Re: [gardeners] spring walks

George Shirley (
Thu, 25 Apr 2002 18:05:13 -0500

The egrets are a showy and noisy sight but cattle egret nests over ponds and small lakes usually
lead to the death of the lake. Their droppings are very acidic and it only takes about a year for
the water to become acidic enough to kill anything in the water, flora or fauna. As a consequence
farmers around here use noisemakers to get the egrets to move on. As a consequence of that the
egrets nest over "wild" water and end up doing that in. The cattle egrets are definitely not native,
having blown in on strong winds sometimes in the thirties from what I've been told. I know I didn't
see them in east Texas until the sixties so they've been making their way across the US evidently.

Your walk sounds really nice Sherryl. We've got the garden all in here now and even have some Big
Bertha bell peppers producing for us along with some cherry tomatoes that have fruit on them.

The azaleas have gone back to being bushes and the poppes are no longer in bloom. Some amaryllis
remains in bloom and some Louisiana iris is still blooming. The roses are spectacular throughout our
neighborhood. We have a couple of neighbors with about 100 rose bushes each and they are a glorious

I spotted an old rose in a small town about 50 miles away yesterday. Stopped to see what it was, it
had huge canes reaching up 6 or 8 feet tall and beautiful creamy yellow, fragrant blooms about three
inches across, and was loaded with blooms. The gentleman who lived there pulled up while I was
parked in front of his home and I told him I was admiring his rose. He didn't know the name as it
had been there when he and his family moved in nearly 50 years ago. I have his name and phone number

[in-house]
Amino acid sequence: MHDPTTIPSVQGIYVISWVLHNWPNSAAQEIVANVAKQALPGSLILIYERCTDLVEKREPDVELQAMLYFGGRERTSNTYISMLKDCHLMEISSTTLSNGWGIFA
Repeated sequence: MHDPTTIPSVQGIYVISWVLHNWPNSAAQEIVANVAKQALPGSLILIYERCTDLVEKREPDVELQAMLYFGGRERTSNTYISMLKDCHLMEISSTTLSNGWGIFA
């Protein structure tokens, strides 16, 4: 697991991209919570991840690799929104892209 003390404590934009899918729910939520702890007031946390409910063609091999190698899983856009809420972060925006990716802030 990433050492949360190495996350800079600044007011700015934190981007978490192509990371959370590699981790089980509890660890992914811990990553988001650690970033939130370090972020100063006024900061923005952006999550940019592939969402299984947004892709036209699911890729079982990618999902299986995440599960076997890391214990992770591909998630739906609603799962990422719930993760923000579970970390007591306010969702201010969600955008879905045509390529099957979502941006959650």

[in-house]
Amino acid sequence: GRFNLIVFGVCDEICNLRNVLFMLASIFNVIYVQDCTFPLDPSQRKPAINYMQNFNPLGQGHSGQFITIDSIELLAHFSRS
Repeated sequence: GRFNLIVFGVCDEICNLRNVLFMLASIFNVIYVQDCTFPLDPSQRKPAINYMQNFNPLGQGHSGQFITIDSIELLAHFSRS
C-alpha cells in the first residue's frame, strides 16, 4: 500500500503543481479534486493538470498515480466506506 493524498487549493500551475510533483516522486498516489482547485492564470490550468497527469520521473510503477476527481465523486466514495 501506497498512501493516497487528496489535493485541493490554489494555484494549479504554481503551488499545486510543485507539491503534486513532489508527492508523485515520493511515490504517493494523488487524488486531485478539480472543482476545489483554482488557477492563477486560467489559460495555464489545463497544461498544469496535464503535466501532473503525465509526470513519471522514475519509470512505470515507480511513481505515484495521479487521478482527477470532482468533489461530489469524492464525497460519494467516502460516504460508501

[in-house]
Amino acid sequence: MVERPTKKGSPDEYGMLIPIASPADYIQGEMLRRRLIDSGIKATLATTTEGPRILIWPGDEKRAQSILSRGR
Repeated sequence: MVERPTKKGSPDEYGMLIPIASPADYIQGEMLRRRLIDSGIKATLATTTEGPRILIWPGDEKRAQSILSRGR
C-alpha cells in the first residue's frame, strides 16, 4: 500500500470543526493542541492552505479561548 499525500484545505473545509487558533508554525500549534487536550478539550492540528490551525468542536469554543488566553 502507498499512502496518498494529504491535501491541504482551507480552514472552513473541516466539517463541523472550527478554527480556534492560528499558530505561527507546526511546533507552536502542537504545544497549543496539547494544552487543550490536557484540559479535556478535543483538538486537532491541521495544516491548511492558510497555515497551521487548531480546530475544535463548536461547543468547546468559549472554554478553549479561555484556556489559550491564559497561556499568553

and when I go back by in three months I have been invited to take a few cuttings. Really looking
forward to that.


Sherryl Fawx wrote:
> Hi All,
> I don't have a lot going on in my garden at home right now, but I walk
> every day during my lunch hour in the UC Davis Arboretum.  This week has
> been really special and I'd like to share some of it with you.  Lots of
> spring things in bloom:  flannel bushes (Fremontodenron 'California Glory')
> for one.  For those who aren't familiar with them, think of oak trees with
> slightly fuzzy leaves and intense buttery yellow flowers massed all over.
> The ceanothus is still blooming.  Western redbuds, Salvia gregii, rosemary,
> lavender, acacias, assorted spring bulbs.  We see water birds as well along
> the creek.  Mallard ducks, Canada geese, a few visiting cormorants, great
> blue herons, egrets.  Most unusual of all for us to see were the rookery
> trees of the egrets.  I've never seen egrets in trees before.  They are
> usually standing in ones or twos along the waterway.  This was  amazing.
> Hundreds of snowy & cattle egrets nesting all over these large trees (maybe
> half a dozen old oaks).  It was a sight and sound I will always remember.
> Sherryl
> Davis, Calif.
> USDA zone 9b